Meeting Notes

Market Effects on Market Structure

Summary of the Presentation at the Cincinnati NIRI Chapter Meeting on March 18, 2015

Market Structure Effects on Stocks

The Cincinnati Tri-State Chapter of NIRI held its fourth meeting of the season on March 18, 2015. Tim Quast of ModernIR and Jim Byrne of NYSE discussed Market Structure Effects on Stocks. Below are several key points from the energetic presentation and related discussion.

  • Stock market history is interesting, but they’ve changed from focusing on creating markets for trading and capital formation to now lacking matching of buy/sell interests.
    • Cincinnati’s stock exchange, started in the 1850’s, is an interesting part of the history.
    • Initially meeting once/day, in the 1880’s a telephone was added . . . the daily call began.
    • It later became the first all-electronic market with no trading floor, and evolved into the National Stock Exchange with a focus on ETF’s until it shut down in 2014.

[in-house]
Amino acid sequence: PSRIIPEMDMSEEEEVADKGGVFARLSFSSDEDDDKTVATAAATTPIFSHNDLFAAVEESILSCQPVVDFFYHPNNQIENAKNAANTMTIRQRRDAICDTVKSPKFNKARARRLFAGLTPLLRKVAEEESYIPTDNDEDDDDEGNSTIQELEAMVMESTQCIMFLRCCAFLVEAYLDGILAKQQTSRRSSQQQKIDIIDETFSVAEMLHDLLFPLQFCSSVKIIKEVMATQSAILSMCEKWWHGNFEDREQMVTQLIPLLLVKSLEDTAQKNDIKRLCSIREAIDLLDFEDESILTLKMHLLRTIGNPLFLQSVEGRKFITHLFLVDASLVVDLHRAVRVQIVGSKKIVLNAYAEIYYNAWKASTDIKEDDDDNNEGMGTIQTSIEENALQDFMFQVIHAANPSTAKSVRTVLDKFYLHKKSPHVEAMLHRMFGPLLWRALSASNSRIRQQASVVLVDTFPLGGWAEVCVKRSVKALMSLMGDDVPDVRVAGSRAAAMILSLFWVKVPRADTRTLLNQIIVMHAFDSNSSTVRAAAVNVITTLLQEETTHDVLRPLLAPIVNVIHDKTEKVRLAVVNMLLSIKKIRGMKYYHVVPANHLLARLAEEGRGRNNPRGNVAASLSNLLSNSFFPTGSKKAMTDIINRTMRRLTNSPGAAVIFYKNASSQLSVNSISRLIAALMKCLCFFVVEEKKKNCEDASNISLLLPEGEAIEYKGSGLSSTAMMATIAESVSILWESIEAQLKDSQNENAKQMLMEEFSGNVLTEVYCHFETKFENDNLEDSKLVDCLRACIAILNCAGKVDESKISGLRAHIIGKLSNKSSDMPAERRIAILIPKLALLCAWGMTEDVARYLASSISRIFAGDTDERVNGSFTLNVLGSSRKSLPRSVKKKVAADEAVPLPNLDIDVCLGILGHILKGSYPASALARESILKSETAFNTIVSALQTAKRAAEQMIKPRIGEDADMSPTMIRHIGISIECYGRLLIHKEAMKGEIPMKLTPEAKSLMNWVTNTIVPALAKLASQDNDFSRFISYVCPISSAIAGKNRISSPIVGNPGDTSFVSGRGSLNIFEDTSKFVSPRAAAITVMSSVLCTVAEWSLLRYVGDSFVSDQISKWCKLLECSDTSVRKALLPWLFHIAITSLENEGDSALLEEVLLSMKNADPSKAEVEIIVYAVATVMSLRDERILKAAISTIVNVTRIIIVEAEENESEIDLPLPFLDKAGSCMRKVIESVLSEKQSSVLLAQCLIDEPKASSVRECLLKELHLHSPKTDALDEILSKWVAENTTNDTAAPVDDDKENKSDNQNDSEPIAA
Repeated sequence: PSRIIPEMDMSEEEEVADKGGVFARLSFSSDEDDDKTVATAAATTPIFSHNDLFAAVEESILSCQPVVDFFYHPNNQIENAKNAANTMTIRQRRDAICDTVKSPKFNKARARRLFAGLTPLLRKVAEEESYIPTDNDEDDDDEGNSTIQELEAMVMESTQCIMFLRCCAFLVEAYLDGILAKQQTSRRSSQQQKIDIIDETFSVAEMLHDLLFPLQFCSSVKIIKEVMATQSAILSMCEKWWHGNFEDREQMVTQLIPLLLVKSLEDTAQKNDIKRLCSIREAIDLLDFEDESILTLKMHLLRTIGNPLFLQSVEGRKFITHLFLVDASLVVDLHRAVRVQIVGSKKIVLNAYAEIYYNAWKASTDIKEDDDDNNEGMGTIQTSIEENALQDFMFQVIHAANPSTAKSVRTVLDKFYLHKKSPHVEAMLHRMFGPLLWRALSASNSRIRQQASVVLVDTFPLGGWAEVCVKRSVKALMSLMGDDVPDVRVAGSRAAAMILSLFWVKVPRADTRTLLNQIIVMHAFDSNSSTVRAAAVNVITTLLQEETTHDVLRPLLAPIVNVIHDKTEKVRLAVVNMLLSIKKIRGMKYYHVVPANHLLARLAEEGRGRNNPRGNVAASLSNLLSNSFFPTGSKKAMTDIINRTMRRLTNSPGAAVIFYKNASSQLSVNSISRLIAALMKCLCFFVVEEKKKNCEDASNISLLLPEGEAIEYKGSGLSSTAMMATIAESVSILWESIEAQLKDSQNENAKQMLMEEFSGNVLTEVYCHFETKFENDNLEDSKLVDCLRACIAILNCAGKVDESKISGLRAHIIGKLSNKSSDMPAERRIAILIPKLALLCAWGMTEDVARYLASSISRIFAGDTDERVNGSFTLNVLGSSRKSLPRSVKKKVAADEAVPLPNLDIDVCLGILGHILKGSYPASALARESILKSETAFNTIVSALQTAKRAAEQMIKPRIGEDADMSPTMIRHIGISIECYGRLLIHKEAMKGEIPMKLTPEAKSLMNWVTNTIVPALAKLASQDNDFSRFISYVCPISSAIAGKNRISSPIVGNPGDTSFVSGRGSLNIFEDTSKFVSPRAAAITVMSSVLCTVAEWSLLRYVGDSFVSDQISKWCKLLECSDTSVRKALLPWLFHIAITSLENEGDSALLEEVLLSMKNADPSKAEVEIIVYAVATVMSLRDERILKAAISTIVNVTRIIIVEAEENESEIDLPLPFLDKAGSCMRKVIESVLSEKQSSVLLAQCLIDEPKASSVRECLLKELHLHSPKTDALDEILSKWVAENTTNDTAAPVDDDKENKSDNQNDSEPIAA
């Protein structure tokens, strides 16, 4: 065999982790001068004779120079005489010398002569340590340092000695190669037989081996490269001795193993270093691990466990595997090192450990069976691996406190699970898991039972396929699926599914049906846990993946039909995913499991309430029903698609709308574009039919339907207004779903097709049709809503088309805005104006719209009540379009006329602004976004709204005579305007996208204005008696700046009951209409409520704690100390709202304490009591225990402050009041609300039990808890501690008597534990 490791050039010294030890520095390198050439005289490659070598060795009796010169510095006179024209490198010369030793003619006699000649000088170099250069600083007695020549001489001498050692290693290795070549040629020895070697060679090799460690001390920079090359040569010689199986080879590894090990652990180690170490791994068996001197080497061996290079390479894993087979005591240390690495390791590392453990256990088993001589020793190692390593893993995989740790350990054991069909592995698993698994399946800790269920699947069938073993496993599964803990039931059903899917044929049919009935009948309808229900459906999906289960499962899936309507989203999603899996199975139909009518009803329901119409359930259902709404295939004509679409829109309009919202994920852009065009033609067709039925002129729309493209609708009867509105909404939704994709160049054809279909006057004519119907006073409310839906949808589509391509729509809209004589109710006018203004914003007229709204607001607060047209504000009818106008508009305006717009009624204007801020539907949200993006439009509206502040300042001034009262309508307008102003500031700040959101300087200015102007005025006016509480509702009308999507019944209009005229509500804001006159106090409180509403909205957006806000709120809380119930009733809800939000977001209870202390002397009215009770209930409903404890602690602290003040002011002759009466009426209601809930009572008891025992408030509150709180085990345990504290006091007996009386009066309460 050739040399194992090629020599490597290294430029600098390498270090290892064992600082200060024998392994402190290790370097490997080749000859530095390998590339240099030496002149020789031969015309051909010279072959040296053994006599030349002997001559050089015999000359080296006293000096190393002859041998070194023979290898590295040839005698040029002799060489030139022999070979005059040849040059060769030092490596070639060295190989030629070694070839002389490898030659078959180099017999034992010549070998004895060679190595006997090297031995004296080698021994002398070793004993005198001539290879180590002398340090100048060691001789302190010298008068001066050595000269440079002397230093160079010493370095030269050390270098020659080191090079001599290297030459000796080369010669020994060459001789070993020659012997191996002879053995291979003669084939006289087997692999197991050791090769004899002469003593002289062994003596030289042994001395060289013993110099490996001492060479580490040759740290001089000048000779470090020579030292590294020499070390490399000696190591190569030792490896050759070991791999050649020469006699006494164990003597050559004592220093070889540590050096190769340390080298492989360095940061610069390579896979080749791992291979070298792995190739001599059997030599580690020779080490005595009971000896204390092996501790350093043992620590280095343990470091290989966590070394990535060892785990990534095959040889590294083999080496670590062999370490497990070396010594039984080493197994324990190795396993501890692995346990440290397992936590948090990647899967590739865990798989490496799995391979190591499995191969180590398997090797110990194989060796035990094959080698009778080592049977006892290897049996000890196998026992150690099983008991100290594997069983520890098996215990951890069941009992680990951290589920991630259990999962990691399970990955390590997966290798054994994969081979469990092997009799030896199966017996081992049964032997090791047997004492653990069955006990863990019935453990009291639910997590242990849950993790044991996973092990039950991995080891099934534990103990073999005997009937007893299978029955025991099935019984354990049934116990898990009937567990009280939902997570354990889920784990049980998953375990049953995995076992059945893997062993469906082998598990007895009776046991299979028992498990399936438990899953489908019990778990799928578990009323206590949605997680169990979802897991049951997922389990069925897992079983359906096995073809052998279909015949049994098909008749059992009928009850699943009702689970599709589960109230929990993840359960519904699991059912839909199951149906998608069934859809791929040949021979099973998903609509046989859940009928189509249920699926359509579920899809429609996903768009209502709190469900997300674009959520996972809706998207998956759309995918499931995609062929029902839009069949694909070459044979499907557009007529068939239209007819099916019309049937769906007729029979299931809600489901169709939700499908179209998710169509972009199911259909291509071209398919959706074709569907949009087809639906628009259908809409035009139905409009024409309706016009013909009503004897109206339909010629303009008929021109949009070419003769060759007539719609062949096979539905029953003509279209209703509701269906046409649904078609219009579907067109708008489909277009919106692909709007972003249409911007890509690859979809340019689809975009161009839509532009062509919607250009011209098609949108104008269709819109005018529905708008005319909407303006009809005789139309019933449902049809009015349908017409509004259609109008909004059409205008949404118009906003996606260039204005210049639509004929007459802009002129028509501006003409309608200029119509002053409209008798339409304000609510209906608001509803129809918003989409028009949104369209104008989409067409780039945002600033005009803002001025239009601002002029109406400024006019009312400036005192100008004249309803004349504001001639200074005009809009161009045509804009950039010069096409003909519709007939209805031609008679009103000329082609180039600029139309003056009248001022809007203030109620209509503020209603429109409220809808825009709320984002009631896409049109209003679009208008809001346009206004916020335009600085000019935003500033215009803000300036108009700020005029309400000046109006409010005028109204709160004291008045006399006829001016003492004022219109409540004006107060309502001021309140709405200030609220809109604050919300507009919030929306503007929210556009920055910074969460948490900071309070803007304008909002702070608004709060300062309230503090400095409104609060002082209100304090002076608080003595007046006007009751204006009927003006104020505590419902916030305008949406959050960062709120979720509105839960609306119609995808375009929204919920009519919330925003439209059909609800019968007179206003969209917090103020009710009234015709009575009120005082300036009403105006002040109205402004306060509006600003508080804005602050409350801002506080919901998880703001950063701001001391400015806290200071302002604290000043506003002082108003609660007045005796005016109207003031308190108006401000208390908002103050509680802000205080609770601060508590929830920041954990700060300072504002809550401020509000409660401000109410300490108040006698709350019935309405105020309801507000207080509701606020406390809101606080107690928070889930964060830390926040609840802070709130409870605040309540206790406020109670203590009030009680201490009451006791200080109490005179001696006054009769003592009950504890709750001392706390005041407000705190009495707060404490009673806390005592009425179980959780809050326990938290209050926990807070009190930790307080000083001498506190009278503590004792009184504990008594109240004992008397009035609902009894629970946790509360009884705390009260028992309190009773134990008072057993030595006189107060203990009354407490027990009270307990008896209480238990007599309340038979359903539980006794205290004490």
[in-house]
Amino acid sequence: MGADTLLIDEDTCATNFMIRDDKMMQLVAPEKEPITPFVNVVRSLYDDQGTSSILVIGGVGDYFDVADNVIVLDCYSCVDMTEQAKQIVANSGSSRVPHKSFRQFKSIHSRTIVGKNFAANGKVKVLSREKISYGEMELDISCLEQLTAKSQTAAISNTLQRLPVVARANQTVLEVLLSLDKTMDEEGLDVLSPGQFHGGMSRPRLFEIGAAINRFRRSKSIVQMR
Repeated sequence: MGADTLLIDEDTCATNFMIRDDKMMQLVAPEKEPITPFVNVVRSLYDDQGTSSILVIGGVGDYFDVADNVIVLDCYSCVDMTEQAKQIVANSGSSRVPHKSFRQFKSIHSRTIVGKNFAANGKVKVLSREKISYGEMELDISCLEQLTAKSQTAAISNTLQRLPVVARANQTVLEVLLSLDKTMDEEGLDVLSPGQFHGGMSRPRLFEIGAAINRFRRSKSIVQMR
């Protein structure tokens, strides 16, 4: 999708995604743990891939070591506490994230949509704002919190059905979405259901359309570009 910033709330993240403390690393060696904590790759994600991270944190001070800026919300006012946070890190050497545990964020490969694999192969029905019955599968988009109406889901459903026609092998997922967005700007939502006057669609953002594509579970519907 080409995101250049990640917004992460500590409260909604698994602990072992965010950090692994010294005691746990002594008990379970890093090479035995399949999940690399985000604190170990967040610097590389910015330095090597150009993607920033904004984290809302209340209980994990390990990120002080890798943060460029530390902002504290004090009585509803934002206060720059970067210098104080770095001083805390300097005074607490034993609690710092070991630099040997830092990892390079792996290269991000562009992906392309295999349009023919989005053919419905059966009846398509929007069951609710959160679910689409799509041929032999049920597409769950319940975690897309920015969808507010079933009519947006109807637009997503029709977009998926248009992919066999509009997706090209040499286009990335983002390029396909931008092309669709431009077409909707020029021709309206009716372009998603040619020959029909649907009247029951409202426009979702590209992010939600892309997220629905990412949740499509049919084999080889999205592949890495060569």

• Stock trades are required to occur at the best national price and therefore can go to any exchange.
  • High Frequency Trading (HFT) can distort markets and stock prices.
    • Trading may occur not due to the fundamental story of a company, but due to massive volume generated by HFT, sometimes thousands of times in milliseconds.
    • Much has been learned about these distortions in the past five years or so. IRO’s can be educated by reading Flash Boys by Michael Lewis.
    • Over 40% of market volume is short (rented) and less than 20% is from active investment.
  • Investor Relations Officers need to focus on what they can control: good communication and relationships, seeking a mix of both growth and value investors.
    • Results, operations, stock indexes, fast money and macro factors can’t be controlled.
  • NYSE is working to help improve how markets work.
    • An objective is to reward real traders of stocks.
    • Having a partner with experience at the point of sale, someone “at the controls”, can help when market behavior is dysfunctional.
    • NYSE can assist with advisory services, in addition to efficient trading services.
    • Fragmentation in the marketplace can increase volatility, and more transparency is needed.

(Click here to view a slide presentation from this meeting.)